Taking a path climbing up The Stanney I then crossed a pasture to slant up a path alongside Pasture Wood on to the scar itself. The following promenade along the top of Preston Scar, briefly interrupted by the road at Scarth Nick, was quite delightful. The views of Wensleydale, although occasionally obscured by trees, were simply superb, ridiculously so for the lack of effort needed to enjoy them.

Reaching the point where, due to parish boundaries, Preston Scar becomes Redmire Scar I resisted the temptation to explore the remains of Redmire Quarry as it is not in access land and there are no rights of way. Instead I took a path between Redmire Quarry and Wensley Quarry to reach the moorland behind them. Crossing an area of new saplings I arrived at the remains of the old flue.

Ignoring the line of the right of way on the map I instead followed the flue up to the remains of Cobscar Mill. According to the Northern Mine Research Society website the mill was originally built as a smelting mill around 1762 but once the initital mines had been exhausted closed about 1830. It re-opened again in 1848 to finally close about 1890. Coal and calamine were also mined in the area. The ruins of the mill itself aren't that extensive, by far the finest object is the magnificent chimney at the head of the flue which is still in quite good condition.

After taking numerous photos of the chimney I followed a track down to a junction and made a short detour to view a mine reservoir which apparently is called Gull Island. Returning to the track I headed north on to Preston Moor. Continuing north I arrived at a well built cairn at a junction of tracks. Attached to the cairn was a recent memorial plaque to Henry Cubitt, 4th Baron Ashcombe, who died in 2013. After doing a bit of research on the internet I found out that Baron Ashcombe was Camilla Parker-Bowles' uncle and whose main connection to Yorkshire seems to have been managing a grouse moor on behalf of a Saudi prince. Presumably it was Preston Moor.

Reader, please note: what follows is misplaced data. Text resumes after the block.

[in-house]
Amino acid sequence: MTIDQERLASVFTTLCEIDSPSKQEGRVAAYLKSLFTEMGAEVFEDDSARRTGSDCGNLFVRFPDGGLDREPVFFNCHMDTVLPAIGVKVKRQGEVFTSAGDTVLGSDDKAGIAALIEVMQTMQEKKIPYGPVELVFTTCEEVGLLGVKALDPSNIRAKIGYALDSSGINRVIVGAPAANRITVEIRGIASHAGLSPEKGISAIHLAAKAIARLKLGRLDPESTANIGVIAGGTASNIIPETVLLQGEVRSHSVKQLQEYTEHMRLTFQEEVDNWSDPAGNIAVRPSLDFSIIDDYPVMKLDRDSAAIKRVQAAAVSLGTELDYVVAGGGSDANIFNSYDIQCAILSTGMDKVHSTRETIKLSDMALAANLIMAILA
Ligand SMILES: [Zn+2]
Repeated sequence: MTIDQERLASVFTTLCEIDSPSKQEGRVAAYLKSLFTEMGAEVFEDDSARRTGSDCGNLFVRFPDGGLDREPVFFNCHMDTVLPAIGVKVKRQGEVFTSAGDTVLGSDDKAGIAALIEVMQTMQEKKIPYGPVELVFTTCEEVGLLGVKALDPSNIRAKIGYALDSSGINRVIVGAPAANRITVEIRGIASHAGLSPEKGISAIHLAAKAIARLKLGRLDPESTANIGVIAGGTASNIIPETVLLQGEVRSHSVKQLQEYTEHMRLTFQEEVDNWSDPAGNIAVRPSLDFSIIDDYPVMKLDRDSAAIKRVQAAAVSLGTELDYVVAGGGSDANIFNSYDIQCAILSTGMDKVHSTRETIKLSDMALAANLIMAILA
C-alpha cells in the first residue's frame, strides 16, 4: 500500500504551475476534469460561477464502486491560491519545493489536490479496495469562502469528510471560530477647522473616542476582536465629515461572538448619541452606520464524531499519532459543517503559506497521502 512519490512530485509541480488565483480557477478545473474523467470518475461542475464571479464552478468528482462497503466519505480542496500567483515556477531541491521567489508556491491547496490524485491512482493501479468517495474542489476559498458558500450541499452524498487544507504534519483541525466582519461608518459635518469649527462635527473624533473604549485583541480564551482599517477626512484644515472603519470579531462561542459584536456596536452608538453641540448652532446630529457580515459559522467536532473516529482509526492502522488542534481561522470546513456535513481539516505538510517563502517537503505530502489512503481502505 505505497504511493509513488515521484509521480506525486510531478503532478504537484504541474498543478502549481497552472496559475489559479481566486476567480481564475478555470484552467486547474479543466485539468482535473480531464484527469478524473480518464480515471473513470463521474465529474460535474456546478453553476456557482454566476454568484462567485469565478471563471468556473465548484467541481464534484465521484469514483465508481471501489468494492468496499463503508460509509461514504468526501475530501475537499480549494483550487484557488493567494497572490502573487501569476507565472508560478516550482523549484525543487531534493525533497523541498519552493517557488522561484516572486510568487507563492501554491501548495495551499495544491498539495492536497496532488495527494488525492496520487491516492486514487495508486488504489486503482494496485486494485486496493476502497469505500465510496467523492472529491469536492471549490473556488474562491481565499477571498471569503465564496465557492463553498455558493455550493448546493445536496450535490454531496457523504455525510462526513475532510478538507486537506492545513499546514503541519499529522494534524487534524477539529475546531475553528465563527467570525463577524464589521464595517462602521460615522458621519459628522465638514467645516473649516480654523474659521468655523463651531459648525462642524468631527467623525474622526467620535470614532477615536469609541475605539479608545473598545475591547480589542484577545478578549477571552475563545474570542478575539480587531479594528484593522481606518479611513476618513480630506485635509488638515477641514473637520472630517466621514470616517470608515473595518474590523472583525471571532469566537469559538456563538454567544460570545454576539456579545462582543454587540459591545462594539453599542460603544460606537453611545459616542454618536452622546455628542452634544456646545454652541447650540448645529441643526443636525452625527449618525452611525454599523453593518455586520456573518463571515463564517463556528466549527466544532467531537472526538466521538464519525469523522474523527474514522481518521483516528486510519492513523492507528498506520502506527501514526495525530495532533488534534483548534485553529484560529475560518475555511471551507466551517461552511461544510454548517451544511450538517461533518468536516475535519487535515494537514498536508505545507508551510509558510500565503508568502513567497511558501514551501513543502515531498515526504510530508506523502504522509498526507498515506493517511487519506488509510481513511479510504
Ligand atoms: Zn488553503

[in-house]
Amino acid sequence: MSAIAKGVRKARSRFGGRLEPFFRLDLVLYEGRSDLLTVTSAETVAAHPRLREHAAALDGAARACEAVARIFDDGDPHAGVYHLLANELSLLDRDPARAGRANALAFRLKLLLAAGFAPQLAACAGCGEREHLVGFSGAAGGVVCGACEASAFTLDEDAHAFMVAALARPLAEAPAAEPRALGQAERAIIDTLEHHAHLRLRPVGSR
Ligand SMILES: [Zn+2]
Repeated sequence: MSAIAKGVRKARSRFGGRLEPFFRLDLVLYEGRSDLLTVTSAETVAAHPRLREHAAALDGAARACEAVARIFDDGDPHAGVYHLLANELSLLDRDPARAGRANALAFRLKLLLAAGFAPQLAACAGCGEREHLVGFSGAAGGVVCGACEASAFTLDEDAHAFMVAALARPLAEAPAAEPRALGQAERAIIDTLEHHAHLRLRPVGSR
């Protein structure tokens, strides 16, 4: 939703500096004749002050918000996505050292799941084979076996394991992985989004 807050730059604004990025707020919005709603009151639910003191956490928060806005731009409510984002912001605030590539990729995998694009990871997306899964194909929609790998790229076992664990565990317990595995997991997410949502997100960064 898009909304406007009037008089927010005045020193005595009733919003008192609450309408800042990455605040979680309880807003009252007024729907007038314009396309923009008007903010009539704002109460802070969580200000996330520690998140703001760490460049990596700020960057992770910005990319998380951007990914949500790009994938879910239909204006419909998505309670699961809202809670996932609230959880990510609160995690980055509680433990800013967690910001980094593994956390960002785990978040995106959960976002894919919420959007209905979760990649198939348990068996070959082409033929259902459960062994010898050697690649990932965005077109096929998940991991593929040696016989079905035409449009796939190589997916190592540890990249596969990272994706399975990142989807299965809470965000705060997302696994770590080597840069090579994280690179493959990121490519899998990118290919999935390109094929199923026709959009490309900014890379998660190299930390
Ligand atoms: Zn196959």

From the cairn I decided on a detour, this time west, so that I could visit the pile of stones on the moorland bump of Tewfit How. It was worth the effort for another super view across Wensleydale, this time dominated by the moorland heights to the north of the valley. Returning to the cairn I then dropped down into Cranehow Bottoms where I sat beside a shooting hut to enjoy something to eat for lunch.

After lunch I next took the track leading east across Preston Moor to arrive at the road alongside the Bellerby Ranges. After a very brief section on the road I then took an almost dead straight path from Wimp Hill south alongside a wall, on the very edge of the firing range, to reach the Scarth Nick road. Crossing over I then continued to descend on a track on the outside of Gillfield Wood. Finally I took a path through the wood itself for a delightful interlude featuring another close up of the flue and a series of small bridges over the numerous streams in the woods.

This was another hugely enjoyable walk in Wensleydale though on this occasion, not a footstep was actually in the Yorkshire Dales National Park. Presumably the presence of the quarries and army range meant that this area was left out. Certainly the scenery was in no way inferior, indeed the views from Preston Scar were magnificent.